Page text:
Are We Heading for Deglobalization?

The free-trade agreement set to be signed today, October 27, 2016, by the European Union and Canada will certainly fail. Some critics see this refusal to negotiate as a sign of a more general movement towards deglobalization.

The French government buckled under pressure from the anti-globalization extreme left- and right-wing parties last September, and vetoed the conclusion of the TAFTA free-trade agreement between Europe and the United States. On the other side of the Atlantic, Hillary Clinton and Donald Trump are both campaigning — with varying degrees of intensity — against the TPP free-trade agreement between the United States and Asia. In predictably excessive fashion, Trump is also declaring he will tear up the NAFTA free-trade agreement between the United States, Canada and Mexico should he become president.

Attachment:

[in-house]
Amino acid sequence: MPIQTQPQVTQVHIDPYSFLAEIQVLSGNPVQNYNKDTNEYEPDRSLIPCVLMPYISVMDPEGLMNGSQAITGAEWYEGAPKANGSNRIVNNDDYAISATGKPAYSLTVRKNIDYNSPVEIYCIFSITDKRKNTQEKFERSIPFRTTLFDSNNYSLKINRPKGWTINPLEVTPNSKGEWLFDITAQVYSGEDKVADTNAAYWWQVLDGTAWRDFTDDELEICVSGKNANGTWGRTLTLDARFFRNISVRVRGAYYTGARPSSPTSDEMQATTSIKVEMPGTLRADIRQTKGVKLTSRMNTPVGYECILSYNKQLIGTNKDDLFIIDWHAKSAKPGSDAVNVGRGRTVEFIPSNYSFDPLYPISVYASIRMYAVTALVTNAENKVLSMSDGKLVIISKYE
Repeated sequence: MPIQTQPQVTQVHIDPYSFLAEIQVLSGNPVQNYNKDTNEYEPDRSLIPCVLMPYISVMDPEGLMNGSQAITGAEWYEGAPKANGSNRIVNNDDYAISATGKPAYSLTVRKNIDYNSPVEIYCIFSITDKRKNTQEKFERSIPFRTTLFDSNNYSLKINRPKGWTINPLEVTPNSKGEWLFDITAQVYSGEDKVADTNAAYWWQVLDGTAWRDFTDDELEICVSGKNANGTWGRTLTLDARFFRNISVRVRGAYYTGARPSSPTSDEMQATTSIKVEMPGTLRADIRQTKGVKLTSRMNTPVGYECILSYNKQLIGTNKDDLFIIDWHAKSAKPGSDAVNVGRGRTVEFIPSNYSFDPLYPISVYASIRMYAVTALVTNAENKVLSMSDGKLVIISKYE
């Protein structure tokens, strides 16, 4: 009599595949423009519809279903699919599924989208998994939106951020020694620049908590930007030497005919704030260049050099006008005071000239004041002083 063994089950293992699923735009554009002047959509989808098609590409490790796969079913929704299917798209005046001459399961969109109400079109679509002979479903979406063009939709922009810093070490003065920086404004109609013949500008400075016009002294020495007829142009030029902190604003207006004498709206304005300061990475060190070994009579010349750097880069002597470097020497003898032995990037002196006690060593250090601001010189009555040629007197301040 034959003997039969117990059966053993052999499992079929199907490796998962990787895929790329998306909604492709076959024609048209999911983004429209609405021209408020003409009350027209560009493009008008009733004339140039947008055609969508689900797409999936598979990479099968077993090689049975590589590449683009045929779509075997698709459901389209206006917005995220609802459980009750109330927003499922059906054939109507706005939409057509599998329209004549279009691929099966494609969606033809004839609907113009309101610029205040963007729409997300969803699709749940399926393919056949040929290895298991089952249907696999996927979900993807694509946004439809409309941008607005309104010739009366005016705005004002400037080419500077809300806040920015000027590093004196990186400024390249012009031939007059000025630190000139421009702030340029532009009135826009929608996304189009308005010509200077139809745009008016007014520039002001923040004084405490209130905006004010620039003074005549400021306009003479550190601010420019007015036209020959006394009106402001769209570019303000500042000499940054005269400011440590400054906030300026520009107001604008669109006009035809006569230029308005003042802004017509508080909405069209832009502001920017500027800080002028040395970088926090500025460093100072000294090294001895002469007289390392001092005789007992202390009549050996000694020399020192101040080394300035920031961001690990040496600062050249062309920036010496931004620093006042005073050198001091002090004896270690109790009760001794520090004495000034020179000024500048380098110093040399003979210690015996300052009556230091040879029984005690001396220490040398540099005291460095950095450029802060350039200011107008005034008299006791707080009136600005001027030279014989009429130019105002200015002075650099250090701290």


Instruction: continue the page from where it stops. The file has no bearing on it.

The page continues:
In this trend of national retraction observed in the West, although not in Asia, Latin America or Africa, how can we distinguish the populism from the ignorance? In both France and the United States, refusing globalization is clearly an electoral campaign ploy. But, then, why is a swathe of


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